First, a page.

Experiment: If you have a stick, attach a line to one of its ends about a pivot point and connect the other end through the center of the ball and tie off. Revolve the ball about you, does ball spin about its axis? How could it, it is attached to a string. You do see the same face of the ball as it revolves about the holder of the stick. You can validate that a point on the ball when you include yourself and the ball's curved path, does change its position within the greater frame, but the ball itself does not spin about its axis. Spin is a relationship between a frame of reference that is within the object in question and its rotation is about a set point within that frame. It is not the motion of the total frame of reference as an object revolves in a circular path around a pivot point the Earth in this case giving the illusion of spin about the axis, when it is a change position due to rotation. Are you confusing motion of an object following a curved path as oppose to spin about its axis? I hope you answered no. So why do you use the same of conditions and principles to validate the Moon's rotation about the Earth and to validate the moon's spin about its axis are in perfect synchronization?
A Simplistic Model : A Description of Moon Rotation About its Axis
Lets consider a fresh approach to solving this problem.
In the lateral
diagrams A is the initial reference point and will be assigned a location of
zero degrees with measurements proceeding 360 degrees counter-clockwise back to
In the lateral diagrams
A is still the initial reference point on the face of the Moon, but has moved from
initial point @ 0 degree along the orbital path to point B is located @ 45 degree
in a counter-clockwise orbital direction.
In the lateral
diagrams A is still the initial reference point @ 0 degree to the surface of the
Earth, point B is located @ 90 degree, point C is located @ 180 degree and point
D is located @ 270 degree counter-clockwise along the Moon’s circumference.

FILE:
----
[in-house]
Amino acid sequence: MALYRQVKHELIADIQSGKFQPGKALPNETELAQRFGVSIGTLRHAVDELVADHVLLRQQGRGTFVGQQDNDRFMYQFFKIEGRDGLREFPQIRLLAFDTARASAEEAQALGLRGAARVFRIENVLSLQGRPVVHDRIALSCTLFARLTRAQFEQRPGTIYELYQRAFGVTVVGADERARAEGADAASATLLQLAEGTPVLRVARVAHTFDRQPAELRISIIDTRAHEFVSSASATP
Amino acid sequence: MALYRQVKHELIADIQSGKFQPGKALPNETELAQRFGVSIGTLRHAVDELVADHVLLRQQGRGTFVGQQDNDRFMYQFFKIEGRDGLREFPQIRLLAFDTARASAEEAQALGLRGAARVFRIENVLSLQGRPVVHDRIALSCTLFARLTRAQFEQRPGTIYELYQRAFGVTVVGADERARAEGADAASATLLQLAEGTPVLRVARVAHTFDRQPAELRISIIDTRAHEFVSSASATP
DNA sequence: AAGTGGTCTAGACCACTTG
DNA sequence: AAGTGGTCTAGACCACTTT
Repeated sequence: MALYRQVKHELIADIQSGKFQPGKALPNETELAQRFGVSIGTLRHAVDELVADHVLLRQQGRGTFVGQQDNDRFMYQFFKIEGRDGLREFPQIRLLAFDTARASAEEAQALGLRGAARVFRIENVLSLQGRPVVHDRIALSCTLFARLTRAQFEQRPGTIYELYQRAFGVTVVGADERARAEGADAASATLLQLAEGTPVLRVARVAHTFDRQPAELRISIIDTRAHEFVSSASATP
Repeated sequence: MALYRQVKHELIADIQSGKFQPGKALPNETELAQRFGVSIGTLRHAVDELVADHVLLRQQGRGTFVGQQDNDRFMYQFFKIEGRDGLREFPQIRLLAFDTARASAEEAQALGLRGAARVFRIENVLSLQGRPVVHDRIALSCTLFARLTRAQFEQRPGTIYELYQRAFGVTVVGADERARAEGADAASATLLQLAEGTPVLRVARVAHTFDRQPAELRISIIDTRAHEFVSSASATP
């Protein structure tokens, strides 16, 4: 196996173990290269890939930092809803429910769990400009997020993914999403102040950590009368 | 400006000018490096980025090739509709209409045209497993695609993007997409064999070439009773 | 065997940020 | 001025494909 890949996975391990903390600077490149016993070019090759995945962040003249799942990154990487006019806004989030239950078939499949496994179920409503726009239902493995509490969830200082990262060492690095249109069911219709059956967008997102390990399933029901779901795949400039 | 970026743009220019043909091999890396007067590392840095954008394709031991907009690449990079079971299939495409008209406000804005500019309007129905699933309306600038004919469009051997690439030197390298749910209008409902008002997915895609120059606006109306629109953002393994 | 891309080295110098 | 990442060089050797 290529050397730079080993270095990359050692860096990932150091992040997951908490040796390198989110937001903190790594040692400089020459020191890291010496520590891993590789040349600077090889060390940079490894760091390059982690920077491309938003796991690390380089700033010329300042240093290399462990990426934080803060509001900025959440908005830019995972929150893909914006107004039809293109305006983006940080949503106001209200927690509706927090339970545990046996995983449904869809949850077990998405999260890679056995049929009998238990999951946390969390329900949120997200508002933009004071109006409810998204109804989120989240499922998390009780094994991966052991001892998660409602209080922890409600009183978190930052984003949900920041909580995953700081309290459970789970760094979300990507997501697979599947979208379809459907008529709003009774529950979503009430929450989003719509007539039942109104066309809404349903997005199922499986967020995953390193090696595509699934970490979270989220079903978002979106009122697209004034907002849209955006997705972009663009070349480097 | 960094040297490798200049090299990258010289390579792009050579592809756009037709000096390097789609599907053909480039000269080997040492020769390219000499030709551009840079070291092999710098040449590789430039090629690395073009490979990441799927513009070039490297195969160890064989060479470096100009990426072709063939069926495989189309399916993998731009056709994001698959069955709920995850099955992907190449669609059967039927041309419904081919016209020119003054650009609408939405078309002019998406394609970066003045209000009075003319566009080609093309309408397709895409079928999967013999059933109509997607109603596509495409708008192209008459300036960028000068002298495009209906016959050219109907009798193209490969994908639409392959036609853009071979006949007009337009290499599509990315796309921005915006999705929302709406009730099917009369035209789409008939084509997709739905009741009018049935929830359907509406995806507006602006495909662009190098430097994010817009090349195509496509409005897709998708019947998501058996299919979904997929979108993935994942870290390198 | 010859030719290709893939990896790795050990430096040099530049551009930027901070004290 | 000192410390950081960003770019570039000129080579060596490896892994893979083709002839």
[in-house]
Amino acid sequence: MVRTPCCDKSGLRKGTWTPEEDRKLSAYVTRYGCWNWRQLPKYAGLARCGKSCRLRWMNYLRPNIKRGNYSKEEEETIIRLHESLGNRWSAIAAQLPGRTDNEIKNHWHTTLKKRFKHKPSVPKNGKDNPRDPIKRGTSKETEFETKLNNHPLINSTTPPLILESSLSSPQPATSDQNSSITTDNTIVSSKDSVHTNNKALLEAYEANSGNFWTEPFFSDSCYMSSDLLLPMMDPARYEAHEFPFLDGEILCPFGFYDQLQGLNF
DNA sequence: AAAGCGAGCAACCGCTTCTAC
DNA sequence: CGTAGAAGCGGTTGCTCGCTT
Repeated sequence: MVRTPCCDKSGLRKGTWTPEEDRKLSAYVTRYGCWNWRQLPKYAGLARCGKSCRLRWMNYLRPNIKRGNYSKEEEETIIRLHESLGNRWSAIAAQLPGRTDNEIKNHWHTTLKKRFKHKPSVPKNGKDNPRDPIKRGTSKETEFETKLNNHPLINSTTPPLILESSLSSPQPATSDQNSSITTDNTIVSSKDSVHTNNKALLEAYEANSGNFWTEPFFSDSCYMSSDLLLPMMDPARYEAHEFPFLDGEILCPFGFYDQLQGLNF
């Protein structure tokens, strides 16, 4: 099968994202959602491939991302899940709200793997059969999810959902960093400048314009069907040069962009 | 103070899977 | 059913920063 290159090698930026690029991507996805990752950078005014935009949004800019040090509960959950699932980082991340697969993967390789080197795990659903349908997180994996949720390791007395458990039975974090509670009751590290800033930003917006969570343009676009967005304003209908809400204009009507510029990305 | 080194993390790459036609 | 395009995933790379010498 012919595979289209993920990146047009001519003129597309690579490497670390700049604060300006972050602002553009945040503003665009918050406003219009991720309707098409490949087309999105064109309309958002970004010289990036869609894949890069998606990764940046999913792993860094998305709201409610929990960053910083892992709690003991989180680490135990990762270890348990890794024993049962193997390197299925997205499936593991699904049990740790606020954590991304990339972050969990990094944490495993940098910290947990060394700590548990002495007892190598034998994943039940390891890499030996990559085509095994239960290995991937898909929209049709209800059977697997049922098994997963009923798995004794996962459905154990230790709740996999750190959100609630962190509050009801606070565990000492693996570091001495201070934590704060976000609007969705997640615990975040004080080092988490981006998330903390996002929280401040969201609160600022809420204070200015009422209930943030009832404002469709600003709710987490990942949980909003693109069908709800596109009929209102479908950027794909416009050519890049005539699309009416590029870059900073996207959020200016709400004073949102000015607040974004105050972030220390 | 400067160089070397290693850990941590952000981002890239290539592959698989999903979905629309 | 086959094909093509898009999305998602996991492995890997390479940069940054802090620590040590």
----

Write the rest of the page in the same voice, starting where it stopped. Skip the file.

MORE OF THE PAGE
Explanation of Frames of Reference
Here is an experiment that can be conducted in your elementary astronomy labs. Reviewing an object rotates when the reference point that spin occurs is within the object itself. Set up a simple clear rigid plastic 16 inch square sheet, 1/2 inch thick. Drill a hole in its center and attach a rigid rod. Drill a hole through center of a 2 inch wafer, the same diameter as the rod, glue several inches above the base to the rod. This will be a base. Drill just greater than the rod diameter through the center of a six inch or its closest centimeter equivalent in diameter hard plastic hollow sphere. At its equator, drill another hole 90 degrees to the central axis. Glue or epoxy a hard straw at to opposite attach a 2 inch Styrofoam ball glue in place.
Rotational spin within the object is defined as the axis line (a straight line drawn from pole to pole) moving away from the reference point and returning to while moving in one direction. In the absence of rotation, the points of the axis line and the initial reference point remain aligned. Now that a rigid rod is attached to the Styrofoam ball (the Moon) and the six inch plastic sphere (Earth) we expand our frame of reference. Spinning the Earth causes the Moon to orbit as the rod represents gravity that turns the path of the Moon into a curved path and at the completion of one revolution an orbit. Upon observation the same face of the Styrofoam ball representing the Moon is always pointed toward the plastic representation of Earth no matter what the orbital velocity that occurs.
Again as you notice the sphere representing the Moon does not spin about the axis within, you constantly see the reference point and the axis line are locked. If it did spin you would have to see all sides of the sphere from Earth. Looking at the total picture we find that a sphere with no rotation when pivoting about a point outside of the sphere presents the same view of the reference point and axis line. In the second part when the speed of the rotation of the sphere to complete 1 rotation within the grid was matched to pivoting about 360 degrees in synchronization you still see all sides. Now realize the Moon is the sphere within the grid and the pivot point is Earth not the Moon axis and this change the view of mankind's current observations? Can astronomers present a simple experiment with models that backs the how Moon rotates? No. Now we should finally move on.
For a simple experiment, spin an egg on a smooth surface to represent the forces affecting planetary cores. Stop it for a fractional second, then let the egg go. The core, which is spinning will drag the shell, thus rotation or in the case of a planet, its crust. This is rudimentary example explaining the principles of rotation in planetary and stellar objects.
Created by Sushma Gupta on January 15, 2002
Modified on 09/23/13